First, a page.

Microsoft reveals biggest-ever change in Windows updates

Microsoft will radically revamp which Windows updates customers receive starting with Windows 10, a move analysts said was the biggest-ever change in the firm's update practices.

"Call this 'Goldilocks and the Three OS Cadences,'" razzed Michael Silver of Gartner in an interview. "This is [Microsoft's] answer to the update cadence issue for enterprises, and what organizations want."

Silver was talking about updating changes that will debut in Windows 10 , the upgrade slated to ship by mid-2015. In a Tuesday blog, Microsoft mentioned, almost in passing, how it will service the new OS, and presumably, those after it too.

In that blog, Microsoft sketched out a three-tiered updating plan that would let customers choose between a "fast-moving consumer pace," a "lock-down" tempo, and one in between, which it didn't name.

Rather than the historical offer-everything-to-everyone updating policy -- which has relied on security patches during the approximately three years between each edition of Windows -- Microsoft will create three different "tracks" that customers can essentially subscribe to.

"Windows 10 will be delivered in a way that gives more choice and flexibility to businesses," wrote Jim Alkove, the head of Microsoft's Windows enterprise program management team, in the Tuesday blog. "As a result, a business can pick the speed of innovation that is right for each group of its users, rather than apply a one size fits all solution."

Silver called the three "consumer speed," "near-consumer speed" and "long-term."

The first will include all changes, including security patches, new features and user interface (UI) changes, as well as upgrades from, say, Windows 10 to Windows 10.1, if Microsoft uses that numerical naming convention. Adopting the consumer speed tempo means customers will receive all updates as soon as Microsoft has them ready.

Microsoft had tipped its hand about consumer speed -- although it never used that phrase -- in August when it said future feature updates would be delivered more frequently and in smaller packets using the monthly Patch Tuesday-Windows Update combination. Most have interpreted that to mean monthly, or at the least, near-monthly, changes to the OS.

Consumer speed will probably be warmly received by consumers -- most of whom automatically accept every Windows update -- and put Microsoft even with Google and ahead of Apple, which adds features to and makes UI changes in OS X (and iOS) only once each year.

Few businesses, however, will be willing to accept such a quick cadence. That was made clear earlier this year when Microsoft got pushback from enterprises when it told them they were required to deploy Windows 8.1 Update within 30 days or be denied future security fixes. (Microsoft quickly recanted, extending the deadline for commercial customers to 120 days.)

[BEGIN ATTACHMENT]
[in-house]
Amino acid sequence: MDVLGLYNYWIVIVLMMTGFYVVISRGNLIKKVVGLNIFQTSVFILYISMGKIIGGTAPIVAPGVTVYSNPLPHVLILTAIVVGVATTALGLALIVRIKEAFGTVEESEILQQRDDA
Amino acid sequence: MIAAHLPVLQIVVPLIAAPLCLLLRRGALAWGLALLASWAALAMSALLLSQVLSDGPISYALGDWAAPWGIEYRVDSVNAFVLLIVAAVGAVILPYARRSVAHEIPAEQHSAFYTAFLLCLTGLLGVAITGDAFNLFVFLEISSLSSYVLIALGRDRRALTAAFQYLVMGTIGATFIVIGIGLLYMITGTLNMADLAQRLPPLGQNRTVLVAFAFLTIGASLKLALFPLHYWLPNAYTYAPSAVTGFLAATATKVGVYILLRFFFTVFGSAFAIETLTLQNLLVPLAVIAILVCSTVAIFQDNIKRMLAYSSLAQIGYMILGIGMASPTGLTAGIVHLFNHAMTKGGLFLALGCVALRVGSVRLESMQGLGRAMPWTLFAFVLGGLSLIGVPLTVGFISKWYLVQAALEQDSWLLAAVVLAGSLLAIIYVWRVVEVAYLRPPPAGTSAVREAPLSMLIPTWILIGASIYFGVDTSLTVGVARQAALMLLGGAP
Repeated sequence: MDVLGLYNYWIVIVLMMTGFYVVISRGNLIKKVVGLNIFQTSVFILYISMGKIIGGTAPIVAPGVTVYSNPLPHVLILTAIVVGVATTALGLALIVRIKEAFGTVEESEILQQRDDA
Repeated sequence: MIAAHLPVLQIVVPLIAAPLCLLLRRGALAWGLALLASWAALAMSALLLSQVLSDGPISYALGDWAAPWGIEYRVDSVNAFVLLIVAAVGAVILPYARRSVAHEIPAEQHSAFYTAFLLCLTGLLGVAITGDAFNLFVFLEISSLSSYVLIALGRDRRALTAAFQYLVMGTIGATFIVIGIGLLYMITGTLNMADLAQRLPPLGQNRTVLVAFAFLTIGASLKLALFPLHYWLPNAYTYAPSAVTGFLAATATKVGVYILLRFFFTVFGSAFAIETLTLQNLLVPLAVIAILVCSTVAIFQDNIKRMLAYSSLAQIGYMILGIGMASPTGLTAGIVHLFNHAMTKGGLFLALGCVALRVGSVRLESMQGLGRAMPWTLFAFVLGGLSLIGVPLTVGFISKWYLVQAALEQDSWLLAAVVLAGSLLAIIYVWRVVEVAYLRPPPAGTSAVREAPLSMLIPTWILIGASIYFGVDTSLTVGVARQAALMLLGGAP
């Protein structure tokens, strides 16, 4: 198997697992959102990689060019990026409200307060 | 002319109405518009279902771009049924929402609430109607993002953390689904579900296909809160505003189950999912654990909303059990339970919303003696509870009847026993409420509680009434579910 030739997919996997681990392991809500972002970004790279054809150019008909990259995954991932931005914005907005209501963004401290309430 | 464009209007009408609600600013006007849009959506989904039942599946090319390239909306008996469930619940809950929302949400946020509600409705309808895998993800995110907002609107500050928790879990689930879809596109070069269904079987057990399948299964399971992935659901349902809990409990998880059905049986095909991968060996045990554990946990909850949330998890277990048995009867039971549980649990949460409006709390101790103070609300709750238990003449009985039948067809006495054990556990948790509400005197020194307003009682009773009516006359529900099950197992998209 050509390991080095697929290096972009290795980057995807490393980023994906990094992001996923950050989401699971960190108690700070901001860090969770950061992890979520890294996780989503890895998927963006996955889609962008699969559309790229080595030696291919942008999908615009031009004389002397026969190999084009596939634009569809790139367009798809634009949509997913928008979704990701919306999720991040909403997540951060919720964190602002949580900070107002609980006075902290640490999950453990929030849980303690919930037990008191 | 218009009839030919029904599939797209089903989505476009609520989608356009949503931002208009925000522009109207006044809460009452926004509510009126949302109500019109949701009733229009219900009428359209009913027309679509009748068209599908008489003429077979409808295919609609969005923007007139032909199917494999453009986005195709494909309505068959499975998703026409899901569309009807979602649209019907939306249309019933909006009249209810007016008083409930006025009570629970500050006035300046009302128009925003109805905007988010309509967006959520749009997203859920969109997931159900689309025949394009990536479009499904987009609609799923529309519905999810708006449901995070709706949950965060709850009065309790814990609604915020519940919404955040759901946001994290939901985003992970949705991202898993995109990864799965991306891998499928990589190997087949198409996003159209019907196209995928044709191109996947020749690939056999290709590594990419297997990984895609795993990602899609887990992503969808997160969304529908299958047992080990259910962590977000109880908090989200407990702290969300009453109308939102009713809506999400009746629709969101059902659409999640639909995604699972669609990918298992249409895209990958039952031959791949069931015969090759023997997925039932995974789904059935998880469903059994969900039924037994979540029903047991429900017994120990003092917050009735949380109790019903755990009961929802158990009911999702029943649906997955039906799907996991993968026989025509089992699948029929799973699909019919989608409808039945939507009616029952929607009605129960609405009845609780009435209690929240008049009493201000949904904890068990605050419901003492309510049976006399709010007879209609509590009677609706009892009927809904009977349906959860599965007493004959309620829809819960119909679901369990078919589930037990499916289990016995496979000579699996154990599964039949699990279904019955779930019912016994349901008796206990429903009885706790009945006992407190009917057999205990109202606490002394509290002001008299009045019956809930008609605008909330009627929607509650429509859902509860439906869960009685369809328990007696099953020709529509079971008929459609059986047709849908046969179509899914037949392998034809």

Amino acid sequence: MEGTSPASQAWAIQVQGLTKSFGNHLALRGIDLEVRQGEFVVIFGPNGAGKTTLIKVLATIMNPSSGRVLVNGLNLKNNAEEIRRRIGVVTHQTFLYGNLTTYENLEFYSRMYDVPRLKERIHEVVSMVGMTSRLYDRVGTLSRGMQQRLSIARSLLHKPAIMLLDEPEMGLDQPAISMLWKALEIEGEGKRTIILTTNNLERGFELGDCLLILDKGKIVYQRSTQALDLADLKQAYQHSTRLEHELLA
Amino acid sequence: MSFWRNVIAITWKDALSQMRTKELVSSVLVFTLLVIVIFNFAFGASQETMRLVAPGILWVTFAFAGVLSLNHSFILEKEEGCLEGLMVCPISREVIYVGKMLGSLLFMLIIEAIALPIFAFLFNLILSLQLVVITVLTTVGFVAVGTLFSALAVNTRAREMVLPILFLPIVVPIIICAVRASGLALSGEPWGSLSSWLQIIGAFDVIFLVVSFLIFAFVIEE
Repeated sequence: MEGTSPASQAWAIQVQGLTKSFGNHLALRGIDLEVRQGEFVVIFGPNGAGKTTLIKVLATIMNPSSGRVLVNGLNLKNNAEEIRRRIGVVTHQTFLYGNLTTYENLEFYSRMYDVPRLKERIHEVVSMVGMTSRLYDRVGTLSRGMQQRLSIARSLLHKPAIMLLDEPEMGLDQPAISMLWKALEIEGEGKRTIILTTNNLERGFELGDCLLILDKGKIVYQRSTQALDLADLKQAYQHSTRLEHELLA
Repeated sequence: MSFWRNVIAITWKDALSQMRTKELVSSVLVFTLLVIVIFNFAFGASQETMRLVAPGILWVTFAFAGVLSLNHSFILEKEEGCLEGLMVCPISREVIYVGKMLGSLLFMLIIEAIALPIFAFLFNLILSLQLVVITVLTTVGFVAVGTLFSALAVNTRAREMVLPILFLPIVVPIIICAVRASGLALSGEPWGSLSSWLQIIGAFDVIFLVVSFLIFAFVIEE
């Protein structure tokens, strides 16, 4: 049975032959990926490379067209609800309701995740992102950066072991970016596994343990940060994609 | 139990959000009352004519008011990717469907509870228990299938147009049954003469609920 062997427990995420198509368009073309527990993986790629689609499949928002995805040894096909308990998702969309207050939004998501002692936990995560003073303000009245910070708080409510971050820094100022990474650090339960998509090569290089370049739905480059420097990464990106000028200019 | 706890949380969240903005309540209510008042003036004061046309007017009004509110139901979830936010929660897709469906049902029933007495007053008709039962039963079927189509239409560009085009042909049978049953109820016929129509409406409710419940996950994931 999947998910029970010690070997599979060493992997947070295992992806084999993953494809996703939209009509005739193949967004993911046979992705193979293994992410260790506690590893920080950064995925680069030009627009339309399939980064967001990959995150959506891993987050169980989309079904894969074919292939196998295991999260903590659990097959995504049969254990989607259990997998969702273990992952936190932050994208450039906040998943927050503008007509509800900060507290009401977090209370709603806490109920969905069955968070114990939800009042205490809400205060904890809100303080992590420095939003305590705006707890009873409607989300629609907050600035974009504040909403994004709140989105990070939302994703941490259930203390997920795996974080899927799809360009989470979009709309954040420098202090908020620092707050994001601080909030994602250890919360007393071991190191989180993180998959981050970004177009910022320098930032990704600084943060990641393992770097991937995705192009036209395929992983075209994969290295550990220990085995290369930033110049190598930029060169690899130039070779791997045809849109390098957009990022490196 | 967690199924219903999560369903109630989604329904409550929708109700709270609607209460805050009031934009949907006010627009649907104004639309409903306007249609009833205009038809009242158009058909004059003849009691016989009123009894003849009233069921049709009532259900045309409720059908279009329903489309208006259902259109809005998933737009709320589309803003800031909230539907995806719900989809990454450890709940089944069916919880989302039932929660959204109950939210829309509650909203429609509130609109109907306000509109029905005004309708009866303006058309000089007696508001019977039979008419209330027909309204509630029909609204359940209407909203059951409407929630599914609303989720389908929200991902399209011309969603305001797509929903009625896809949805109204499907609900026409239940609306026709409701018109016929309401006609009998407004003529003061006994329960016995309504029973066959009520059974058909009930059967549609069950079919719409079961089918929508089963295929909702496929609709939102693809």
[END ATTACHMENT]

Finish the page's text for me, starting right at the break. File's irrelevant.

Instead, enterprises will likely gravitate toward the tempo that Silver dubbed "long-term" and which Microsoft characterized as "lock-down [for] mission critical environments." That pace will provide only "security and critical updates to their systems," said Alkove. (It was unclear what separated "security" from "critical" in Microsoft's parlance.)

The long-term update pace will exclude new features and UI changes, said Silver, and consist of only security and other performance and reliability fixes. Companies will be able to manage those incoming updates as they do now with Windows Server Update Services (WSUS) and other corporate patch-management tools.

Sitting between consumer speed and long-term will be what Silver named "near-consumer speed." As the name implied, it will be a mix of the fastest and slowest update cadences.

"In near-consumer speed Microsoft will release a bunch of updates, and you'll have about four months to deploy them," said Silver.

That timetable -- four months -- was the same that Microsoft settled on for Windows 8.1 Update, which shipped in April. Wes Miller, an analyst with Directions on Microsoft, believed the time span came out of that experience, and that Windows 8.1 Update was a trial balloon floated by Microsoft to figure out what enterprises would tolerate.

Silver disagreed. "I'm not sure [the Windows 8.1 Update] was that well thought out," he said.

Silver drew comparisons between the Windows 8.1 Update process and Microsoft's near-consumer pace, however, sure that under the cadence, customers who did not apply the feature and UI changes within the four-month stretch would be cut off from security patches.

Business will be able to decide which devices running Windows 10 "subscribe" to which update tempo, giving some machines, for example, a constant stream of consumer speed updates, even as most are locked down to receive only security patches.

"The choice isn't one or the other for businesses; we expect that most will require a mixed approach where a number of scenarios can be accommodated," Alkove bet.

Both Silver and Miller applauded the three-track plan.

"This is exactly what they needed to do," said Miller of the attempt to mollify both consumer and commercial customers.

"It's admirable that Microsoft has gone that far to give folks the three choices," said Silver. "'Long-term speed' is what organizations want. They want stuff to get fixed, but they don't want changes that muck up the works. That's been true since at least Windows NT Option Pack 4."

Windows NT Option Pack 4 dates back to 1999, and was Microsoft's response to criticism from businesses, which told the Redmond, Wash. company that they did not want new features and functionality in the service packs the firm had been pushing. Microsoft broke out the new features from the service packs, then offered them as opt-in option packs.

"I think this is a step in the right direction," concluded Silver.

Copyright © 2014 IDG Communications, Inc.

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